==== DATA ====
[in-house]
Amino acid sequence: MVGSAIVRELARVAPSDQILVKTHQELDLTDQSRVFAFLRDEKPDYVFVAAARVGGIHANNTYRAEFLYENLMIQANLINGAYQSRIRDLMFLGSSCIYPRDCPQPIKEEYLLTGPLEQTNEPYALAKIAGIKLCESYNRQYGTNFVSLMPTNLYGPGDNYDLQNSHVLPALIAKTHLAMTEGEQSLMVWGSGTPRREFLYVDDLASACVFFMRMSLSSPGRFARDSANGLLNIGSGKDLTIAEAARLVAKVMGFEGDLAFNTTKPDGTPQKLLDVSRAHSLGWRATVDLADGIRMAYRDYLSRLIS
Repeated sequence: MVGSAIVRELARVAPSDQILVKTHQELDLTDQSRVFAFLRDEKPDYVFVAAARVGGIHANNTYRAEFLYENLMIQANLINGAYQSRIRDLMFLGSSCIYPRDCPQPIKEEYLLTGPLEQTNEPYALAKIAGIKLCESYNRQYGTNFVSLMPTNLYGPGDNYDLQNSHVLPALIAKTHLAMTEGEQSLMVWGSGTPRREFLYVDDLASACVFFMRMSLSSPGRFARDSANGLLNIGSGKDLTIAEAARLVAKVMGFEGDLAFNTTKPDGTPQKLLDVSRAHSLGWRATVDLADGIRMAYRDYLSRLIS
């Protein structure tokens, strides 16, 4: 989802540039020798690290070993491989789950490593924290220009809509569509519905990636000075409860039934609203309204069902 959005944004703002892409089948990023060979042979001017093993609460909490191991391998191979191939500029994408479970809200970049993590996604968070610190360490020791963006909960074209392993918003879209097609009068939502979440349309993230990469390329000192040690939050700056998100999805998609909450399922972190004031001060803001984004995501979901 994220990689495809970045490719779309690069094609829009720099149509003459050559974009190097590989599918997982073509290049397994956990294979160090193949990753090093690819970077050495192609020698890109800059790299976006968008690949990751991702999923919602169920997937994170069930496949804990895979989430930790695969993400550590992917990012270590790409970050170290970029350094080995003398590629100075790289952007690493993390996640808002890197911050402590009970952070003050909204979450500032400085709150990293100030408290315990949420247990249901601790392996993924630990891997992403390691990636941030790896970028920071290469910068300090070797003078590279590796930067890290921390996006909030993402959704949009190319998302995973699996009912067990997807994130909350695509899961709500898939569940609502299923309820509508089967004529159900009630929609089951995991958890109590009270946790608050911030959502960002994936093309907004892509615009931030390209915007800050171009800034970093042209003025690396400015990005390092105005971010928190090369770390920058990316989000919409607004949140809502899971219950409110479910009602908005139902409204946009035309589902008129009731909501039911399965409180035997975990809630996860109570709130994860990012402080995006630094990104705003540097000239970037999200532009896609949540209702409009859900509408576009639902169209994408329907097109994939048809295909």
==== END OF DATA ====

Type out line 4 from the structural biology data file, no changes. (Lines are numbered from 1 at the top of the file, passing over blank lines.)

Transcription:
């Protein structure tokens, strides 16, 4: 989802540039020798690290070993491989789950490593924290220009809509569509519905990636000075409860039934609203309204069902 959005944004703002892409089948990023060979042979001017093993609460909490191991391998191979191939500029994408479970809200970049993590996604968070610190360490020791963006909960074209392993918003879209097609009068939502979440349309993230990469390329000192040690939050700056998100999805998609909450399922972190004031001060803001984004995501979901 994220990689495809970045490719779309690069094609829009720099149509003459050559974009190097590989599918997982073509290049397994956990294979160090193949990753090093690819970077050495192609020698890109800059790299976006968008690949990751991702999923919602169920997937994170069930496949804990895979989430930790695969993400550590992917990012270590790409970050170290970029350094080995003398590629100075790289952007690493993390996640808002890197911050402590009970952070003050909204979450500032400085709150990293100030408290315990949420247990249901601790392996993924630990891997992403390691990636941030790896970028920071290469910068300090070797003078590279590796930067890290921390996006909030993402959704949009190319998302995973699996009912067990997807994130909350695509899961709500898939569940609502299923309820509508089967004529159900009630929609089951995991958890109590009270946790608050911030959502960002994936093309907004892509615009931030390209915007800050171009800034970093042209003025690396400015990005390092105005971010928190090369770390920058990316989000919409607004949140809502899971219950409110479910009602908005139902409204946009035309589902008129009731909501039911399965409180035997975990809630996860109570709130994860990012402080995006630094990104705003540097000239970037999200532009896609949540209702409009859900509408576009639902169209994408329907097109994939048809295909």